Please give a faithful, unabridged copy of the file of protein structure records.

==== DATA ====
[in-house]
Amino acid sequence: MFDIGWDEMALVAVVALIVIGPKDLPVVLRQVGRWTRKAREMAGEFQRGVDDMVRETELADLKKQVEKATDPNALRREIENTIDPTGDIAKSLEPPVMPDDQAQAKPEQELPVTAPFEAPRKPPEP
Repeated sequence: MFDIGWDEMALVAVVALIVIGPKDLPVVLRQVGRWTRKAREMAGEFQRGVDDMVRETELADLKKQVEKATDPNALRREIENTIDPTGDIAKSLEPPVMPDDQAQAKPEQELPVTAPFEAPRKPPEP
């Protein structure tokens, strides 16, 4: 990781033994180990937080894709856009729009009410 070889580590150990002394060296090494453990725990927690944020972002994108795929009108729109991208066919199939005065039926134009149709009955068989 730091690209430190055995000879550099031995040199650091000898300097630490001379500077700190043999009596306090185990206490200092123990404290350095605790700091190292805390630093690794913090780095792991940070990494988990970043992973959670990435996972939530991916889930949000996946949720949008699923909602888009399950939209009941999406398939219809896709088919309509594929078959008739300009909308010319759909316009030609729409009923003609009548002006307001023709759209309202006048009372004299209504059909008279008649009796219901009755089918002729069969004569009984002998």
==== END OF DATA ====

[in-house]
Amino acid sequence: MFDIGWDEMALVAVVALIVIGPKDLPVVLRQVGRWTRKAREMAGEFQRGVDDMVRETELADLKKQVEKATDPNALRREIENTIDPTGDIAKSLEPPVMPDDQAQAKPEQELPVTAPFEAPRKPPEP
Repeated sequence: MFDIGWDEMALVAVVALIVIGPKDLPVVLRQVGRWTRKAREMAGEFQRGVDDMVRETELADLKKQVEKATDPNALRREIENTIDPTGDIAKSLEPPVMPDDQAQAKPEQELPVTAPFEAPRKPPEP
């Protein structure tokens, strides 16, 4: 990781033994180990937080894709856009729009009410 070889580590150990002394060296090494453990725990927690944020972002994108795929009108729109991208066919199939005065039926134009149709009955068989 730091690209430190055995000879550099031995040199650091000898300097630490001379500077700190043999009596306090185990206490200092123990404290350095605790700091190292805390630093690794913090780095792991940070990494988990970043992973959670990435996972939530991916889930949000996946949720949008699923909602888009399950939209009941999406398939219809896709088919309509594929078959008739300009909308010319759909316009030609729409009923003609009548002006307001023709759209309202006048009372004299209504059909008279008649009796219901009755089918002729069969004569009984002998």